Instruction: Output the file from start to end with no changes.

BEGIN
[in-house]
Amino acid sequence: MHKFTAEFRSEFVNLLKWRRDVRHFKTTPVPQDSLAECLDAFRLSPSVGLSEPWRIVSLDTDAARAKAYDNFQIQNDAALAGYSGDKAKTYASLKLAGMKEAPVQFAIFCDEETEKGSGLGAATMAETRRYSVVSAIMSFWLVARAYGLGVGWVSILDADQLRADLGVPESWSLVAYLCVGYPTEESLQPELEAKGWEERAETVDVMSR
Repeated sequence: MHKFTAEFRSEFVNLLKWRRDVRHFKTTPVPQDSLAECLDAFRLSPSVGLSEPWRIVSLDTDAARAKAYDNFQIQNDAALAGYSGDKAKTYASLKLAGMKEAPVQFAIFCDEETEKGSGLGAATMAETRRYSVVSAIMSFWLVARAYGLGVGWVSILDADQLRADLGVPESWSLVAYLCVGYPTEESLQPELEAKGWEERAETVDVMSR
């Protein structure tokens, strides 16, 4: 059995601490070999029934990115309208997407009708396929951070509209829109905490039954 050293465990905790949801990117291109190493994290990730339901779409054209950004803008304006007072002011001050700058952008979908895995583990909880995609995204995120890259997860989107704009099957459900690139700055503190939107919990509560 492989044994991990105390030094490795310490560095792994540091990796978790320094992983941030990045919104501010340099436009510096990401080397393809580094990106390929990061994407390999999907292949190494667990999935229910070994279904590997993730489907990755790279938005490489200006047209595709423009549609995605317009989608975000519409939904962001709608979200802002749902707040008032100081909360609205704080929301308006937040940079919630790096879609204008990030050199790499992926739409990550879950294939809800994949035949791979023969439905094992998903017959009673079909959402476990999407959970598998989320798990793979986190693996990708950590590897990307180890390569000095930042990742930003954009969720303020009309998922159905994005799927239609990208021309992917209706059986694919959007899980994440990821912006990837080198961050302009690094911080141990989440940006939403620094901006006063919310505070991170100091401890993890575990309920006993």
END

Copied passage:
[in-house]
Amino acid sequence: MHKFTAEFRSEFVNLLKWRRDVRHFKTTPVPQDSLAECLDAFRLSPSVGLSEPWRIVSLDTDAARAKAYDNFQIQNDAALAGYSGDKAKTYASLKLAGMKEAPVQFAIFCDEETEKGSGLGAATMAETRRYSVVSAIMSFWLVARAYGLGVGWVSILDADQLRADLGVPESWSLVAYLCVGYPTEESLQPELEAKGWEERAETVDVMSR
Repeated sequence: MHKFTAEFRSEFVNLLKWRRDVRHFKTTPVPQDSLAECLDAFRLSPSVGLSEPWRIVSLDTDAARAKAYDNFQIQNDAALAGYSGDKAKTYASLKLAGMKEAPVQFAIFCDEETEKGSGLGAATMAETRRYSVVSAIMSFWLVARAYGLGVGWVSILDADQLRADLGVPESWSLVAYLCVGYPTEESLQPELEAKGWEERAETVDVMSR
């Protein structure tokens, strides 16, 4: 059995601490070999029934990115309208997407009708396929951070509209829109905490039954 050293465990905790949801990117291109190493994290990730339901779409054209950004803008304006007072002011001050700058952008979908895995583990909880995609995204995120890259997860989107704009099957459900690139700055503190939107919990509560 492989044994991990105390030094490795310490560095792994540091990796978790320094992983941030990045919104501010340099436009510096990401080397393809580094990106390929990061994407390999999907292949190494667990999935229910070994279904590997993730489907990755790279938005490489200006047209595709423009549609995605317009989608975000519409939904962001709608979200802002749902707040008032100081909360609205704080929301308006937040940079919630790096879609204008990030050199790499992926739409990550879950294939809800994949035949791979023969439905094992998903017959009673079909959402476990999407959970598998989320798990793979986190693996990708950590590897990307180890390569000095930042990742930003954009969720303020009309998922159905994005799927239609990208021309992917209706059986694919959007899980994440990821912006990837080198961050302009690094911080141990989440940006939403620094901006006063919310505070991170100091401890993890575990309920006993």